Even the bathroom opens up to the internal courtyard. This courtyard also enabled the rear extension to be completed without blocking natural light to the second bedroom on the ground floor.

Another courtyard at the rear of the home, opening to the kitchen and dining area, allows outdoor space and views to permeate the house—every room enjoys a green outlook. "On such a tight site, we needed every inch to work hard," says Ellie. "Different rooms provide unique views of the same green spaces, creating the sense that the home has more than just two courtyards."

Large timber-framed glass sliding doors open the kitchen/dining space to the rear courtyard on two sides.

A green roof on the first floor brings a sense of greenery into the master bedroom and helps the modest floor plan feel generous. "Besides looking great, these green pockets throughout the house deliver warm sunlight and fresh air," says Ellie. "We aimed to open the house up to the north wherever possible to achieve passive solar gains, and the green roof helps to regulate this throughout the year." 

The master bedroom on the first floor has views over the green roof, bringing a sense of life into the interior and visually breaking up the view of the surrounding rooftops.

The kitchen is located at the center of the home and oriented to the side, so as to utilize the length of the block. Large sliding glass doors let natural light flood the space—and they open to the courtyard to establish an indoor/outdoor living area.

The bespoke concrete kitchen island and dining table is the focus of this part of the home. The rest of this room has been kept intentionally minimal.

The angled joinery reflects light down the hallway and offers functional storage. It also naturally directs people from the living area toward the kitchen.

In order to save space on the tight site, the kitchen and dining areas have been combined. "As many Australians eat meals and congregate at the island bench, we thought—rather than having two eating areas, with seats at an island bench—let’s incorporate the dining seating into the island bench," says Ellie. "This concrete form is the focus of the room, which was important as, to me, this is the most important space in a home—it brings people together." The use of concrete kept the material selection tight and simple, reflecting the minimal approach.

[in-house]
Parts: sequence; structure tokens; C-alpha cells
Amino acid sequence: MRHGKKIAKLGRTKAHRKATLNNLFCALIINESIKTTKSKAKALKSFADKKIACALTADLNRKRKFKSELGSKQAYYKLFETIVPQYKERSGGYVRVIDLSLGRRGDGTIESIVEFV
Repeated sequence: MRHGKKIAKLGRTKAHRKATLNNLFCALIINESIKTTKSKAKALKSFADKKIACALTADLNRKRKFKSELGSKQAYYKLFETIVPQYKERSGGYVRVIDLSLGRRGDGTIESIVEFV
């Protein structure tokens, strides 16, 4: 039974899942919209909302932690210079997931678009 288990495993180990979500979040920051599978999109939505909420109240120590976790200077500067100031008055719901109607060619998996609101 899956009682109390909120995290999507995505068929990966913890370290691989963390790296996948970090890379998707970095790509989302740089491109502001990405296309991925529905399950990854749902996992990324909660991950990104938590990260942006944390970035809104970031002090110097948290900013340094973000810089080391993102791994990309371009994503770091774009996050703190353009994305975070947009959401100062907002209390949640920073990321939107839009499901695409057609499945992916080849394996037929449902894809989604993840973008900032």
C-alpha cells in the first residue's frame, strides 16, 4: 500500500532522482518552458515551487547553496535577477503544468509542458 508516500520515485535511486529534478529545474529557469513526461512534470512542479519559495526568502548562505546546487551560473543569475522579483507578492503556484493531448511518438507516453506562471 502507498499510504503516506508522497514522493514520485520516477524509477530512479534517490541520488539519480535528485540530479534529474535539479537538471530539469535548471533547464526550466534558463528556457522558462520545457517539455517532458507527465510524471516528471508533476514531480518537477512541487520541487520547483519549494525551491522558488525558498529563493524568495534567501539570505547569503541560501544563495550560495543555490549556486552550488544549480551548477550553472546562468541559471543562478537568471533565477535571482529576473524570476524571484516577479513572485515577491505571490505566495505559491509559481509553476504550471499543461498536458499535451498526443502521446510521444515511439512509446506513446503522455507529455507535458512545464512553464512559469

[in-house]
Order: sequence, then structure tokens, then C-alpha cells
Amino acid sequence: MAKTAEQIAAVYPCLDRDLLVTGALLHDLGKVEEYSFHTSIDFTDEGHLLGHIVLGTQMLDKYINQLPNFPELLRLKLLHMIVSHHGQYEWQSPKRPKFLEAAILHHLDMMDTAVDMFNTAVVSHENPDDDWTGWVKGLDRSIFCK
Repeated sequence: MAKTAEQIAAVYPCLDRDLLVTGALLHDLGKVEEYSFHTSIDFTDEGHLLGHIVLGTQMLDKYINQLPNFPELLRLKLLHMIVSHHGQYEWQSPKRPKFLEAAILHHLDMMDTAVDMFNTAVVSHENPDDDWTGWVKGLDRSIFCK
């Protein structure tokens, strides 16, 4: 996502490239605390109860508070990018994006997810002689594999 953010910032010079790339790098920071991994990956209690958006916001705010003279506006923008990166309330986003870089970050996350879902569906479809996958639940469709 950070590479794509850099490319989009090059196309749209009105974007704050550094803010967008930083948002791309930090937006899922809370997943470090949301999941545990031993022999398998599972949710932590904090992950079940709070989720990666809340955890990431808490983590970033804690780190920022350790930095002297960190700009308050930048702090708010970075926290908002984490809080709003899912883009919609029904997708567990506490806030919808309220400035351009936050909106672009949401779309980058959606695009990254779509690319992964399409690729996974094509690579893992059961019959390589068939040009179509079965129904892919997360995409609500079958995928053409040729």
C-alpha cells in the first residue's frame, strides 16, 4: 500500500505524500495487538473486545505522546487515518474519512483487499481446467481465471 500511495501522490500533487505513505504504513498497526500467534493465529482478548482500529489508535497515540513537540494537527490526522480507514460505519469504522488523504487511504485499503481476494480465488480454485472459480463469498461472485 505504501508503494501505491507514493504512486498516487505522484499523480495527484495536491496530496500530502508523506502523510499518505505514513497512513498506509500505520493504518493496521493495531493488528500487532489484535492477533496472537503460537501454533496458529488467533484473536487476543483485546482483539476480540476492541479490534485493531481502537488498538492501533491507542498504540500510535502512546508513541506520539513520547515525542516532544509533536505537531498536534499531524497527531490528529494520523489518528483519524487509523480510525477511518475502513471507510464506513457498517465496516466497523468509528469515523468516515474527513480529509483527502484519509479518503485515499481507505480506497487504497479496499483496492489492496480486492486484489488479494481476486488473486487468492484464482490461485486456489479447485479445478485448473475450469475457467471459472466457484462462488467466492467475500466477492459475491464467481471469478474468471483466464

The architect integrated a dining table into the kitchen island, embracing the common Australian practice of gathering informally in the kitchen.

"With property prices rising, a majority of Melbournians are restricted to smaller sites, like this one, if they want to live close to the city—but this shouldn’t stop them from creating a very livable, light, and airy home," says Ellie. "This project proves that even the smallest sites in Melbourne are valuable and can create homes that most people feel are only achievable on larger sites."

Drawing light into the interior was the main priority. Large north-facing openings and skylights ensure natural light is in abundance.

Plans for Charles St by Lande Architects.